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in his much clearer and more concise speech, was unable to answer all the questions that, in my modest and very brief way, I have tried to pose.

Mr. Bercow: Will my right hon. Friend give way?

Mr. Forth: I will give way once more, but I am trying to conclude my speech.

Mr. Bercow: I am exceptionally grateful to my right hon. Friend for his characteristic generosity. I am sorry to interrupt his flow, but I wonder whether he can answer a question. Speaking to amendment No. 32, the hon. Member for Sutton and Cheam (Mr. Burstow) argued that the regulations that he advocated should be subject to the negative or the affirmative procedure. The capacity to debate the regulations, however, is surely of the essence.

Mr. Forth: It is to my hon. Friend and me, but I do not recall the hon. Member for Sutton and Cheam (Mr. Burstow) saying as much. I do not think that the Liberal Democrats are all that bothered about parliamentary scrutiny, or about negative or affirmative resolutions. They are not here very often, and when they are they seem to be in the Government's pocket. My hon. Friend and I pay close attention to such matters, but I do not think that we can look to the Liberal Democrats to help us, now or in the future.

All in all, an awful lot more will have to be said about the new clause and some of the amendments before I am satisfied. Although the Minister did not listen to some of what I said--I cannot imagine why--I know that, having been properly advised, he will be able to give full and comprehensive answers to my points and those made by others. We shall have to make our judgment on the basis of those answers when--somewhat later, I suspect--we vote on the new clause and amendments. The position is certainly not self-evident to me.

Dr. Brand: This is the first time that I have had the privilege of following the right hon. Member for Bromley and Chislehurst (Mr. Forth) and it is a curious experience. At the outset of his contribution, he declared himself as a legislative nihilist--he does not believe in regulation and clearly feels that the safety of vulnerable people should be left either to the marketplace or to self-regulation. He then talked about having more powers for the Secretary of State without making them explicit in the Bill, and turned that argument round and said that the Bill was not explicit enough, so I find that confusing.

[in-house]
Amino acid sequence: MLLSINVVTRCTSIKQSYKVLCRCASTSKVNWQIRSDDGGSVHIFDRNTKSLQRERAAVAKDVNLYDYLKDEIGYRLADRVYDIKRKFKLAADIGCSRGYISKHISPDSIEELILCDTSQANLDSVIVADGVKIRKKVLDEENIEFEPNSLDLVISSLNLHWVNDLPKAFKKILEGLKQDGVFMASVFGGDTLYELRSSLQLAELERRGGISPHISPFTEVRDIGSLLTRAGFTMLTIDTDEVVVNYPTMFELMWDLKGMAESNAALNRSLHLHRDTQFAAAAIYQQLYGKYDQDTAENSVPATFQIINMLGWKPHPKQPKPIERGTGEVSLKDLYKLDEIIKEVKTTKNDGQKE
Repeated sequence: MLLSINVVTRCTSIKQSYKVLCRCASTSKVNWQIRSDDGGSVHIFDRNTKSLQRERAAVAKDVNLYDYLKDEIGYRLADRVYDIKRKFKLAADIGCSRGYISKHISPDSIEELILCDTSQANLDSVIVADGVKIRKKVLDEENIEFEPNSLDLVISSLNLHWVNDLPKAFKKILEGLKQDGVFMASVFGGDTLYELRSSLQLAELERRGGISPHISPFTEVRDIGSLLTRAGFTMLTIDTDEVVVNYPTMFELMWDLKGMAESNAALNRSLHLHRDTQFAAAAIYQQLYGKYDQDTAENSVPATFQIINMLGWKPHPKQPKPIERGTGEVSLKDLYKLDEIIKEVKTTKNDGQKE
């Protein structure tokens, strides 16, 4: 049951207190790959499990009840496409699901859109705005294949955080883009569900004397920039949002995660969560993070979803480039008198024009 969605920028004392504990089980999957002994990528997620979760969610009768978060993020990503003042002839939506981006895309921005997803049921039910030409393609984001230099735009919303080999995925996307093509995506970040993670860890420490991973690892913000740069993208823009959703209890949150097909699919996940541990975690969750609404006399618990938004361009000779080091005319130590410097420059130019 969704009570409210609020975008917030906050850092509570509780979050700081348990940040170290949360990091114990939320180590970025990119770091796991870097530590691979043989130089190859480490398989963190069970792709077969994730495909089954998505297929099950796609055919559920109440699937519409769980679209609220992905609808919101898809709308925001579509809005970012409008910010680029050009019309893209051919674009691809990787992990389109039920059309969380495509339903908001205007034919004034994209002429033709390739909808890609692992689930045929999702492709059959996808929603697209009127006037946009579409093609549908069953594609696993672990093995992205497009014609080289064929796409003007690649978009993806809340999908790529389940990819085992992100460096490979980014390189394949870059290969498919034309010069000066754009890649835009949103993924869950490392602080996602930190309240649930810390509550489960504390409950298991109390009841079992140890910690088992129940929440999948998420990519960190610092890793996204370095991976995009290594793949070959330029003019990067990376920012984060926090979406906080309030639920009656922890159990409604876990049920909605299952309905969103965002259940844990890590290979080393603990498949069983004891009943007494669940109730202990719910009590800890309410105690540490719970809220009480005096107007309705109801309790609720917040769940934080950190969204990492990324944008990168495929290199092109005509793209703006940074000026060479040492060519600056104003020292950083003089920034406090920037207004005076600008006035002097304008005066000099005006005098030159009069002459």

The right hon. Gentleman made a threat, which I did not find alarming; I was not surprised at his comment. It was not even an implied threat. It was that we might all be punished tonight by some means not yet declared if we did not toe the line. I am not aware that activities in the Chamber are designed to indulge either masochist or sadistic tendencies. I am sure that we will get many contributions from the right hon. Gentleman. If he would let me know how long he is going to take, we can rest while he makes them.

I address my main remarks to amendment No. 31, which deals with clause 31. There is a concern that we do not give the commission undue powers. Clause 31 says

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that the registration authority can require--presumably, it is a statutory requirement--to have information made available if it is "necessary or expedient". I can see that it may be expedient for a registration authority to ask for all sorts of information, but I am also aware that red tape is a major imposition, especially for small businesses, and that information does not come free. It takes time and resources. Incidentally, it also takes time and resources to analyse it once it has been obtained. It is clear from the rest of the Bill and from some of the earlier comments that the commission will have a role over and beyond registration and inspection.

It is right that the commission should have statutory powers to require information to be made available where it is dealing with the safety of the public. Therefore, in relation to its registration and inspection function, it is totally appropriate that anyone running an establishment described under the Bill should be made to provide information when it is requested, but I have an anxiety that that statutory requirement might be extended, because it is convenient and expedient for the registration authority, to other areas such as the giving of strategic advice to the Minister on how many beds might be needed in 10 years, and what the industry's intentions are on retirement and non-retirement.

Those are important issues. Clearly, consultation with the industry is important, but it should be consultation on equal terms, rather than a requirement by law. It is a simple amendment. I hope that the Minister will take it on board. It in no way diminishes the powers of the registration authority in its primary function: the protection of the public.

I touch on the other amendments in the group, notably Nos. 3 and 32. My hon. Friend the Member for Sutton and Cheam (Mr. Burstow) Sutton has squared the circle in relation to regulation and inspection of acute and chronic services in the private and public sectors. In my clinical practice, I sometimes find it difficult to decide in which of the four categories a particular patient is in the course of treatment or the course of a disease. The permutations are quite large. It would be helpful if we had a common regulation and inspection regime.

To have the Commission for Health Improvement as the specialist hospital arm, the specialist medical arm, of a national commission makes extraordinary sense. It would still allow the Government to have their own machinery to advise them, but it would also create a healthy, slightly arm's-length relationship, between the Secretary of State in his managerial function with regard to the national health service and the Secretary of State in his regulatory role through the Commission for Health Improvement. I urge the Government to look at that as a way of still accepting that the NHS is different from the private sector, but overcoming their dogmatic doubts about a common way of dealing with the problem.

As usual--it is the usual phrase that we used in Committee--I look forward to the Minister's response. I hope that he will give us some confidence on small matters, but that he will consider the real nub of the argument, which is the safety and quality of standards for all people needing medical, nursing or caring services, irrespective of who provides it and where it is provided.